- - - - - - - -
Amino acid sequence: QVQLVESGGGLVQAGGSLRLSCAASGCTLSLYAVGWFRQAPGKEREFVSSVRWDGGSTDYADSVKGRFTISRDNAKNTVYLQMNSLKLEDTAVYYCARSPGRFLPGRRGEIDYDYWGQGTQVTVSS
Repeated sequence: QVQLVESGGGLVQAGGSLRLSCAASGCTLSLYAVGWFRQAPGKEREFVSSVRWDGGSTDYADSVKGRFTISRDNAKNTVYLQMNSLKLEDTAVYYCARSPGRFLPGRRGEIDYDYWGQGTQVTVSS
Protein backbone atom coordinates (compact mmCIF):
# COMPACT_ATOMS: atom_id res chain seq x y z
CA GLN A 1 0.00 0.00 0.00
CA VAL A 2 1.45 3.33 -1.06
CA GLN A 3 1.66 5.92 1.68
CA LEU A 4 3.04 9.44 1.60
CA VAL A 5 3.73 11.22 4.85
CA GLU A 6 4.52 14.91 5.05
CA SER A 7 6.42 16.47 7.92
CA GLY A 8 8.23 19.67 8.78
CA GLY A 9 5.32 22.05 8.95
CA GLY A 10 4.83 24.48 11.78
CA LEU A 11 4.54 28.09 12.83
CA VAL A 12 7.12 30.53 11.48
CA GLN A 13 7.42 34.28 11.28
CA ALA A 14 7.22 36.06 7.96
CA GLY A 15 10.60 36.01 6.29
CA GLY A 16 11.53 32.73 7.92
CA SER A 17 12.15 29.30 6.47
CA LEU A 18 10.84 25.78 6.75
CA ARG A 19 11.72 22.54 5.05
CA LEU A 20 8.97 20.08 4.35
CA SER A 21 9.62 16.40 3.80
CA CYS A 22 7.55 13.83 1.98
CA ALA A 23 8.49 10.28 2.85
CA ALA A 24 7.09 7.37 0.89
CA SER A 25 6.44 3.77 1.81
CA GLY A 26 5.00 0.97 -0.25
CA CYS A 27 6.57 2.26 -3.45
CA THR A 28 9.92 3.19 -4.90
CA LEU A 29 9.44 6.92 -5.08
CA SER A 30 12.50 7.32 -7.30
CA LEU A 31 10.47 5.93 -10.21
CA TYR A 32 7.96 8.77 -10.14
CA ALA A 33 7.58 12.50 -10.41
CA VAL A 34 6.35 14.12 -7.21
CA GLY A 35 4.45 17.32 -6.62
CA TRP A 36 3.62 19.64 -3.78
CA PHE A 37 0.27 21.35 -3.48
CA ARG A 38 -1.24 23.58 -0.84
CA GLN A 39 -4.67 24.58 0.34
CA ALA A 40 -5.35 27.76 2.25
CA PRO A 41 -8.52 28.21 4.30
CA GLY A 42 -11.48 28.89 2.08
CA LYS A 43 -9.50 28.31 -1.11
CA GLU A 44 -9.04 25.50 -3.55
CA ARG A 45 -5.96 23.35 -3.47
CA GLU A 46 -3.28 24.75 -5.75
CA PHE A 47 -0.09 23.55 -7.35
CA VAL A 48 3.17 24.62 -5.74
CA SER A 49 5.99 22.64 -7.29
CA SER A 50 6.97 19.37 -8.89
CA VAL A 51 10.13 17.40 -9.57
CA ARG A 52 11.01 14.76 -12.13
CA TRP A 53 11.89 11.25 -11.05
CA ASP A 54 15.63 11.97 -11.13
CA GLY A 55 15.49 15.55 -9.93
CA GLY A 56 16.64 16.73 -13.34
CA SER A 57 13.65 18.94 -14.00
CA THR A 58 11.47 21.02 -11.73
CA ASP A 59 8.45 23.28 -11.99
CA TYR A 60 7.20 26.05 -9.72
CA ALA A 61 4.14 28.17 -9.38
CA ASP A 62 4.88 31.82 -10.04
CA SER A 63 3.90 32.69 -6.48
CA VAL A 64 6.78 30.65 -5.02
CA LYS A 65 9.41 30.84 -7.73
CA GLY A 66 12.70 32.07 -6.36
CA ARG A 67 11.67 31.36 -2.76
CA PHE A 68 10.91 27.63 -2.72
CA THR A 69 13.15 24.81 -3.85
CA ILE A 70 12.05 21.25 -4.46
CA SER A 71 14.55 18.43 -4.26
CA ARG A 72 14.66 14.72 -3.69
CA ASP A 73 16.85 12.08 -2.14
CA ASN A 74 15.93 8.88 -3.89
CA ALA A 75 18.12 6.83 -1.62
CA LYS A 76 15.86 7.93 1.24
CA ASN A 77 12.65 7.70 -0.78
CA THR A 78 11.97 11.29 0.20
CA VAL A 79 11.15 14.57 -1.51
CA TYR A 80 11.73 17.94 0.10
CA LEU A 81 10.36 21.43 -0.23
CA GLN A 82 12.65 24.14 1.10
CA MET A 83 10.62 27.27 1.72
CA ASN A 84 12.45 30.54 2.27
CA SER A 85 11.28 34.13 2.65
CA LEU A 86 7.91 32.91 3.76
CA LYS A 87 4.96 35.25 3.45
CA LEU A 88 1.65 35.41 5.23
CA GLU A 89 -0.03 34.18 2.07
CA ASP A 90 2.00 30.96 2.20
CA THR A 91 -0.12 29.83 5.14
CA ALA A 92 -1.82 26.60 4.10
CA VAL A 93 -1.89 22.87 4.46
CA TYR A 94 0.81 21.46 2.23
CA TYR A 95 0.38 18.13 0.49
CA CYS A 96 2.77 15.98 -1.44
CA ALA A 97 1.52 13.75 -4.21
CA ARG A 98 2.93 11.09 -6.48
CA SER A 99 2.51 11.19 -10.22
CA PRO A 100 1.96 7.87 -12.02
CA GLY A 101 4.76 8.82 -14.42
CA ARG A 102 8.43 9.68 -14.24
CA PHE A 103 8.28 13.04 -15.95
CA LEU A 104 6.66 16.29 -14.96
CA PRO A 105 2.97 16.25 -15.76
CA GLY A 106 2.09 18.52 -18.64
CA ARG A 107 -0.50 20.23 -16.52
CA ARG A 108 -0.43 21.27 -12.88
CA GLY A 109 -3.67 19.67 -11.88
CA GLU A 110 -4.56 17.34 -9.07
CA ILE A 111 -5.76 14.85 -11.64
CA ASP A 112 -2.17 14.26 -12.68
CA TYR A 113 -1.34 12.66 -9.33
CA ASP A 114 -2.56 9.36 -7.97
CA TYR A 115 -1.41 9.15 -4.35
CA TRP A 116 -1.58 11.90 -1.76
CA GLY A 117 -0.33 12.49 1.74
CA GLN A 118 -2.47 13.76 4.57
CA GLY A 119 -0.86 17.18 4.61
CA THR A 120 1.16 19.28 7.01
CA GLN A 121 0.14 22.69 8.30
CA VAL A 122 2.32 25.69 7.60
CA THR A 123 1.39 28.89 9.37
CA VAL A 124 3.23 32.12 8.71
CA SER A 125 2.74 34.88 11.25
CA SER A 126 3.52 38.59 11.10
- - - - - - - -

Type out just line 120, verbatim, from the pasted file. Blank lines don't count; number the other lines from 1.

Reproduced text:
CA TRP A 116 -1.58 11.90 -1.76